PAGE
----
COUNTING PEOPLE, FOOLING THE PUBLIC

Today’s WaPo has a story on the front page of the Metro section about population change over the past five years. Virginia is the 7th fastest growing state, several Virginia counties are among the fastest growing in the United States. The story is a landmark in one sense, a continuing disaster in another.

For the first time in memory WaPo focuses on population growth and not on percentage population growth. That is a real and important landmark.

On the other hand WaPo quotes those who reinforce the unfounded myth that more people means more congestion. More population means more transport congestion only if the newcomers are forced to make bad location decisions by government policy and by the distorted, subsidized market that drives “Business-As-Usual.” See “Five Critical Realities That Shape the Future” at db4.dev.baconsrebellion.com.

Virginia and the National Capital Subregion need to use the surge in jobs and population to evolve Balanced Communities in sustainable New Urban Regions. Current trends disaggregate settlement patterns and enhance dysfunction in mobility, access and shelter.

The problem is not a lack of space for more people inside the Clear Edge, at least not at the levels projected for the next 50 years. The problem is that when the current binge is over there will be no economic leverage to reconfigure human settlement patterns. Citizens, enterprises and agencies will not be able to afford – economically, socially or physically – the resulting dysfunction.

EMR


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5 responses to “COUNTING PEOPLE, FOOLING THE PUBLIC”

  1. Ray Hyde Avatar

    Maybe, maybe not.

    Much transportation is regional, more local “options” have not been shown to reduce travel very much. Balanced settlements will help a little, eventually.

    So more people in the region, regardless of where they live or work, will result in more travel. More travel on the same roads will result in more congestion.

    The editorial in this weeks Examiner gave a good sysnopsis of the problem and its history.

    Anyway, most of R15 is in Fairfax, and Fairfax already has a land use plan that covers every single acre, including proposed densities, open space, etc. It has taken decades to put the plan together, and it is unlikely to change anytime soon. If you want to have some input to Fairfax policiy, you can always move there and become a voter.

  2. Ray Hyde Avatar

    Meanwhile, out in our neck of the woods, in Fauquier, both Weldon Cooper reports population increase of more than 10%, but Fauquier government plans are based on the supposition that it can be reduced to 1.5% per year.

    Their plans are likely to be out of kilter by more than 25%. The way we get in bad positions is by not planning properly for what we know is likely to happen.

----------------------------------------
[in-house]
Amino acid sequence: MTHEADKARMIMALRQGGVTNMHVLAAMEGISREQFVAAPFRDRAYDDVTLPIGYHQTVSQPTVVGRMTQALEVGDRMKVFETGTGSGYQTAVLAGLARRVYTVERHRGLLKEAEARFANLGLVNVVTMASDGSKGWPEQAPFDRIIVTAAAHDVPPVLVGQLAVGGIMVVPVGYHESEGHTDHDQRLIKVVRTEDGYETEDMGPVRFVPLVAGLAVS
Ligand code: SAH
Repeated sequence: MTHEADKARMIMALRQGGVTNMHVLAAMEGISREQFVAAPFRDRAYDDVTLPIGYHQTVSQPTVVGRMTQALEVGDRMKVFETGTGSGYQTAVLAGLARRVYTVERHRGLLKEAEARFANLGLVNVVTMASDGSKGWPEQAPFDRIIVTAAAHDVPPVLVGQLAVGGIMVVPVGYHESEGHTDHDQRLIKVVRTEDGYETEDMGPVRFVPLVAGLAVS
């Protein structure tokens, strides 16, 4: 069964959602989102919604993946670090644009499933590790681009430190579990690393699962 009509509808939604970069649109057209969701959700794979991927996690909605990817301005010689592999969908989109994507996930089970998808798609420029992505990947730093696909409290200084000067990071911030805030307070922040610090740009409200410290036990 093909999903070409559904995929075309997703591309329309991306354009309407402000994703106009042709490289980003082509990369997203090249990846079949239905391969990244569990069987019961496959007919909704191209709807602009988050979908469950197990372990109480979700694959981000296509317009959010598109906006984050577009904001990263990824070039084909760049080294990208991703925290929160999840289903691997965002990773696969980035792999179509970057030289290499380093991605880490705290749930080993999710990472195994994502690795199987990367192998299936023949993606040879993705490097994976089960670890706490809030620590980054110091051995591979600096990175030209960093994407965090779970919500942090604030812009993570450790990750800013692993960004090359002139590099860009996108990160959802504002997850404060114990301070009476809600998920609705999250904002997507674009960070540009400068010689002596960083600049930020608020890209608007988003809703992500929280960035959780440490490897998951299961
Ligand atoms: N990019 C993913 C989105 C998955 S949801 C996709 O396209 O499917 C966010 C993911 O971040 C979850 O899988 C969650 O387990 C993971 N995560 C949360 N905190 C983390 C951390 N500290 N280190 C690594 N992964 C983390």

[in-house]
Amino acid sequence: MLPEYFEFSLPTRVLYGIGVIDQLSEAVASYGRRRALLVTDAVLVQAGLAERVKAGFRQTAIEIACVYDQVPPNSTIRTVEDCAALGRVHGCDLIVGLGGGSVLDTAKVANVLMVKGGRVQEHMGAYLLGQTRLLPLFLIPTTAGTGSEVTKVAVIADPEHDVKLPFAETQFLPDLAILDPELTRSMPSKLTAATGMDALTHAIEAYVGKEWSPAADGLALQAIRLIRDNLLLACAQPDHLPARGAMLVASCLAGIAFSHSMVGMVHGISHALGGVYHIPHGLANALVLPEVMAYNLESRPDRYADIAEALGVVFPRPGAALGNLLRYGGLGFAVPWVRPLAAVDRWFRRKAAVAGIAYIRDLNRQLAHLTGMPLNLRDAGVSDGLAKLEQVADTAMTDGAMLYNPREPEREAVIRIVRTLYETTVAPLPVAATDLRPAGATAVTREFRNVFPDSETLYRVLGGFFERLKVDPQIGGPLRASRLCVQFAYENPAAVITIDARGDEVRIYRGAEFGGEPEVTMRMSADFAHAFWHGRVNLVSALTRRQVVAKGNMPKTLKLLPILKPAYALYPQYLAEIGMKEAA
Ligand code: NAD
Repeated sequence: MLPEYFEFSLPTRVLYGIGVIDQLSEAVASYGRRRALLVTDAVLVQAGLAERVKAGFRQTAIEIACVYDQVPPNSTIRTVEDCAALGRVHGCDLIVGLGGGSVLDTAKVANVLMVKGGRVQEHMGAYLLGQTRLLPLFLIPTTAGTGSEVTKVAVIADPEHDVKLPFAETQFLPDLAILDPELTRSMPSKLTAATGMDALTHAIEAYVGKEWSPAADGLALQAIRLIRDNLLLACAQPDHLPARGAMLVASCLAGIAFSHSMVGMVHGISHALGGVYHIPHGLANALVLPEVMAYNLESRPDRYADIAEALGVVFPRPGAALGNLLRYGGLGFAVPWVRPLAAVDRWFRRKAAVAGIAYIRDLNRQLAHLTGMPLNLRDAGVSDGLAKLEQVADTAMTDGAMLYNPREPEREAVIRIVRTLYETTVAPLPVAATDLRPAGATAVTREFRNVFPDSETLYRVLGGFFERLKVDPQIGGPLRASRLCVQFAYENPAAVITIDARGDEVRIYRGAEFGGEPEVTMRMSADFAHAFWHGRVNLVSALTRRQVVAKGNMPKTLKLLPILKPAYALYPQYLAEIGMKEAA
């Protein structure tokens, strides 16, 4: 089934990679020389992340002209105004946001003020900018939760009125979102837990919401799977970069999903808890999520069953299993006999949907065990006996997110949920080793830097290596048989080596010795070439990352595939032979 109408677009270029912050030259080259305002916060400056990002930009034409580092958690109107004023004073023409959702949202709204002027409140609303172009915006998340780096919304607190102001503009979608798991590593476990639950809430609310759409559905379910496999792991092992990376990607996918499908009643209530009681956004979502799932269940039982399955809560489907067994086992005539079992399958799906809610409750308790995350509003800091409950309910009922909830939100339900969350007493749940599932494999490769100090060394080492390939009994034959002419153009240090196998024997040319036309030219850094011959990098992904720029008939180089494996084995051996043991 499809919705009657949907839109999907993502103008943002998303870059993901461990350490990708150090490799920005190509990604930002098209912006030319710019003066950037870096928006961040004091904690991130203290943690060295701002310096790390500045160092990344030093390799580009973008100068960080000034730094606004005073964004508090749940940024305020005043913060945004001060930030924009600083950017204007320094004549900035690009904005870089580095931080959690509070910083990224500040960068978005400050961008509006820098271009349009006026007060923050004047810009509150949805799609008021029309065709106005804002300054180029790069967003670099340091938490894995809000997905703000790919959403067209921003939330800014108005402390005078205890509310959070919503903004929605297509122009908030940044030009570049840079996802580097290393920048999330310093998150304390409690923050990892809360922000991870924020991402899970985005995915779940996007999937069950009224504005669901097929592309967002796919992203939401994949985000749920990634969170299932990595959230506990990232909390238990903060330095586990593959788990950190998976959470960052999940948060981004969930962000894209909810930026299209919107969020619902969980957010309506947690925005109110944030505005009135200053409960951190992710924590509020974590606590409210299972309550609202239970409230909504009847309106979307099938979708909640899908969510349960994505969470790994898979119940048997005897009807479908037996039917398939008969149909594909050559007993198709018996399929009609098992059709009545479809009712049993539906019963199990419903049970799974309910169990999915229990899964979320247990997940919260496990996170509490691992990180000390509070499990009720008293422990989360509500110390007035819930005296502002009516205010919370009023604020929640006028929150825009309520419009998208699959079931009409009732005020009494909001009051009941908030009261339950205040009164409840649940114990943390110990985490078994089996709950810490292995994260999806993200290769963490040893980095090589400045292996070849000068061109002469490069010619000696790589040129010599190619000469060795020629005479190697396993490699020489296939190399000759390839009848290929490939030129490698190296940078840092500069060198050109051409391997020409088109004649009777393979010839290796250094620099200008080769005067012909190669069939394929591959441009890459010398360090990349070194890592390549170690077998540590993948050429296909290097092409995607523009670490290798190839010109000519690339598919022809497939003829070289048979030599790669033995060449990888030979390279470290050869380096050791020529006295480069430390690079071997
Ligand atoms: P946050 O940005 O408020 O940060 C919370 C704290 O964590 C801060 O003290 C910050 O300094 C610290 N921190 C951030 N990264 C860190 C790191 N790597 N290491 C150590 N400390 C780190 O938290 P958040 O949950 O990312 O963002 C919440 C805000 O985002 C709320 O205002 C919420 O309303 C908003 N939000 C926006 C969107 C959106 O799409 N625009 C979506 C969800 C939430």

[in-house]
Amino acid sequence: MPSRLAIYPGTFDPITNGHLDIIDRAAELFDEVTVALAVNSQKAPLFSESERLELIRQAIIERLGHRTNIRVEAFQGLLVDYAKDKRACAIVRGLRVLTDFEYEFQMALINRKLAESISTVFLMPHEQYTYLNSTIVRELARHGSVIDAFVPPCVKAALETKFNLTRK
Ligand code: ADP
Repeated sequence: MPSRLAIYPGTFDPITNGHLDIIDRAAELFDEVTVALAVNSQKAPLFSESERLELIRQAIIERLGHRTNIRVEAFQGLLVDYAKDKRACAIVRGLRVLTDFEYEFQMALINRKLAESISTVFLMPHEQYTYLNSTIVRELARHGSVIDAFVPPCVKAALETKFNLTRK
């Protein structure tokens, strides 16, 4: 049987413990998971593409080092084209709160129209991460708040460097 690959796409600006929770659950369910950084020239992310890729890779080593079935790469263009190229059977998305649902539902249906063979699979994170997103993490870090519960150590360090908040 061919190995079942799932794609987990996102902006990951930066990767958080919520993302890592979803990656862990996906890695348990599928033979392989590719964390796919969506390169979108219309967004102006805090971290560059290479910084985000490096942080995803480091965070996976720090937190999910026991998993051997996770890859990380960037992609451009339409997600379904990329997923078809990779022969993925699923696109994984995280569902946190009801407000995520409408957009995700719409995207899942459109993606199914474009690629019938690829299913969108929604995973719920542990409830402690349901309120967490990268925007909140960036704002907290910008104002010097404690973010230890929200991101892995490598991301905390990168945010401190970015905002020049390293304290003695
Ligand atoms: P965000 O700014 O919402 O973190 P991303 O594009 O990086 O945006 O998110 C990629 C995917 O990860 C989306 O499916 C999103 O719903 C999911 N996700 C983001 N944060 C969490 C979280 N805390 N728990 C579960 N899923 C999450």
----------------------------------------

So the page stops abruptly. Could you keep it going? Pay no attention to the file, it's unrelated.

3. nova_middle_man Avatar
    nova_middle_man

    Yes, the don’t Fairfax Fauquier crowd is going to need to face reality at some point. Growth is going to occur in Fauquier and after the lack of planning and consequences in Fairfax, Prince William, and Loudoun maybe just maybe Fauquier can show us the proper way to develop.

  4. Anonymous Avatar

    Can anyone link to the story?

  5. Ray Hyde Avatar

    Thank you, NMM, thank god someone is listening to reason. Fauquier recently fought a protracted battle over where to put a school, came up with a worse solution and wasted millions in the process, and it is now going to cost far more to build than if they had just gone ahead, and the transportation is worse, not better.

    But here is really the dumbest idea I ever heard. Fauquier has bought in to EMR’s ideas about central living. That is fine, there are real benefits to keeping water and sewr lines central. Some claim this will help limit travel and therefore congestion, but you wouldn’t believe it trying to travel in Warrenton, or Marshall for that matter.

    So having established central service districts, what does Fauquier do? They are planning to direct their expenditure of PDR funds, not to maintain farms that have a chance to survive, but to establish greenbelts around the service districts.

    Having established service districts, they are now going to surround them with “farms” so that the service districts can never grow. That is never, as in permanent easements.

    This is completely dumb. It is dumb squared. Not only is it a corruption of the stated pupose of the PDR program, it guarantees that they will one day have to create entirely new towns from scratch. It is a tacit admission that their growth management plan is really a no-growth plan.

    After thirty years of this, and claiming all the while that slow growth would save taxes, we are now faced with talk of a fifty percent tax increase. This idea is bankrupt. If they don’t want to emulate Fairfax, PW, and Loudoun, then why in God’s name are they going down the same old slow growth path that is proven to fail and cause massive infrastructure costs later?

    The county has already conceded that it is not paying enough for PDR’s by raising the price after only a year of the program. This raises doubt in the mind of those who might take the bait: “Should I wait another year?”

    But if you were adjacent to a service district and the county approached you with this deal, you would have to be senile to take it.

    This is so dumb it is beyond dumb. What moron came up with the idea of permanently protected greenbelts?

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